Hemingway

So Far from Simple

By Donald F. Bouchard
(Prometheus Books, Paperback, 9781591027560, 226pp.)

Publication Date: May 2010

List Price: $19.00*
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Description
Ernest Hemingway has long been recognized as one of the most important and influential fiction writers of the twentieth century. Despite receiving many accolades during his lifetime, including the Nobel Prize and the Pulitzer Prize, his work also attracted a good deal of criticism. Some critics felt that his characters lacked depth; others, especially feminists, objected to his emphasis on hyper-masculine subject matter, such as warfare, bullfighting, and hunting.
This fresh reevaluation of Hemingway's career takes a new and different perspective from that of traditional Hemingway critics. The author draws on the postmodernist writings of Michel Foucault, Gilles Deleuze, and Edward Said (who was greatly influenced by Foucault's thought). From this perspective, he underscores Hemingway's self-conscious focus on his career as a writer, and the ways in which he addressed critical responses to his works. He makes frequent reference to Hemingway's correspondence to highlight key turning points in Hemingway's career, takes issue with the early tendency to reduce Hemingway's works to the "biographical," and shows how Hemingway's innovations resulted from a variety of factors, most notably his preoccupation with his literary career.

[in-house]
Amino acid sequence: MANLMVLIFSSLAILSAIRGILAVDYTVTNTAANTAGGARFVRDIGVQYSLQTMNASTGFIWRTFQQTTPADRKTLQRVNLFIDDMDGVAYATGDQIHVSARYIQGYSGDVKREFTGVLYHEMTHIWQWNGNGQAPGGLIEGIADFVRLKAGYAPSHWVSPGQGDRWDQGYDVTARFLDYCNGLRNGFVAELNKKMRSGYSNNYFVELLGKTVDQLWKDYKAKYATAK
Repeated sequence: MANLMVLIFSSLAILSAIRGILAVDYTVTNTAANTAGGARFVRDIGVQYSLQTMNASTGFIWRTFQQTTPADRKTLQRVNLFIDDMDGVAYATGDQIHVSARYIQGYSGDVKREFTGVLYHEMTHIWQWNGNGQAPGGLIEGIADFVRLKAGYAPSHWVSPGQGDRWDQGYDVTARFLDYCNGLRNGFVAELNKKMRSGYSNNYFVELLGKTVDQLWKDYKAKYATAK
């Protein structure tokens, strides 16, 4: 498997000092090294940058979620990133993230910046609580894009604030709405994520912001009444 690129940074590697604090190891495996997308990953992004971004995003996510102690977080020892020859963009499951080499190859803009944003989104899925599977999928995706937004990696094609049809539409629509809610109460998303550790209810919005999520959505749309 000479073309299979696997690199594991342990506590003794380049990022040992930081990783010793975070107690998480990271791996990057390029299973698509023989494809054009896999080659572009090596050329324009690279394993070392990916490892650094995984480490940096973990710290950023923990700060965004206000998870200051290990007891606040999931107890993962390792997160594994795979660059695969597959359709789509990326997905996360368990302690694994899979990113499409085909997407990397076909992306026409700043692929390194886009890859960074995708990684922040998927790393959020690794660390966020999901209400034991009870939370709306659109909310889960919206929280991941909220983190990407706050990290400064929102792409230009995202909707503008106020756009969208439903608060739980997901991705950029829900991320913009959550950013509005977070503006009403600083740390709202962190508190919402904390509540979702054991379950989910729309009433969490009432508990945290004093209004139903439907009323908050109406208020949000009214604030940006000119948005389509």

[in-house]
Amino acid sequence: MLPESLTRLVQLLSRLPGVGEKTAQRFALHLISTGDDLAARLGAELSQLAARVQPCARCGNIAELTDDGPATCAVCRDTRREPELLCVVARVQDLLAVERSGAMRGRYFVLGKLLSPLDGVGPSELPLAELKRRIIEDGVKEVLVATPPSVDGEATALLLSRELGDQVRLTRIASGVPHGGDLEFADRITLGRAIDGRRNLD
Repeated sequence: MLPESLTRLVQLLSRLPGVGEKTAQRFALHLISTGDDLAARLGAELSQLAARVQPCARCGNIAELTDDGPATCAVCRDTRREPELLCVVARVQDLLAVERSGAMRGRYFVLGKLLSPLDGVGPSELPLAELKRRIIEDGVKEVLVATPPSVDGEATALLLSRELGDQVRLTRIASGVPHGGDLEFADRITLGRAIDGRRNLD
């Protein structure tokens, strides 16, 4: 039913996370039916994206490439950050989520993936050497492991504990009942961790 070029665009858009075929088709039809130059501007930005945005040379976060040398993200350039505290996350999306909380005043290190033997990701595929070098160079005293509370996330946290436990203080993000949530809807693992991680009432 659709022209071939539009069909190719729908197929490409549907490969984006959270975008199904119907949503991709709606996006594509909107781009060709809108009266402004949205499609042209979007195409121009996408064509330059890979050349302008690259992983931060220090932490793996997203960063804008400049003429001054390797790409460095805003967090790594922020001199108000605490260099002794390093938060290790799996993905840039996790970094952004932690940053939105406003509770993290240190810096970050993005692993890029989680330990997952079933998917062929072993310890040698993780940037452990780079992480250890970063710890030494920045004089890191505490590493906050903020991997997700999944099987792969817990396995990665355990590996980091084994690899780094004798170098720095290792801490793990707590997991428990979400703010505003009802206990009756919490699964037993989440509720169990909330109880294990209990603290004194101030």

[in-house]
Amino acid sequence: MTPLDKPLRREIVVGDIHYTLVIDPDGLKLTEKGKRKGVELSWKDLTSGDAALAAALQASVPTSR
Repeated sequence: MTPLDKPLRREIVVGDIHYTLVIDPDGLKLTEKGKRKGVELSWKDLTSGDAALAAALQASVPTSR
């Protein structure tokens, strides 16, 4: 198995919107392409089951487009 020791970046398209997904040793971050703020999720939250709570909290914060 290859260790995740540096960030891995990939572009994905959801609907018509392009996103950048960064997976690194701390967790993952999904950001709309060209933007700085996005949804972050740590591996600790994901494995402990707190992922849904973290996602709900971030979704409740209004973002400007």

The early chapters trace Hemingway's specific view of literary modernism and its effect on his writing. The later chapters show how he disowned his earliest allegiance and developed a distinct "political" point of view--not one to be confused with party affiliations or political slogans but his own individualistic point of view. In addition, the author pays more attention than most critics have to those works that were largely ignored or devalued when published, especially "Death in the Afternoon" and "Across the River Into the Trees."
This thoughtful, in-depth study of the career of a 20th-century literary icon shows that there is still a great deal in Hemingway's work that deserves serious critical reflection.
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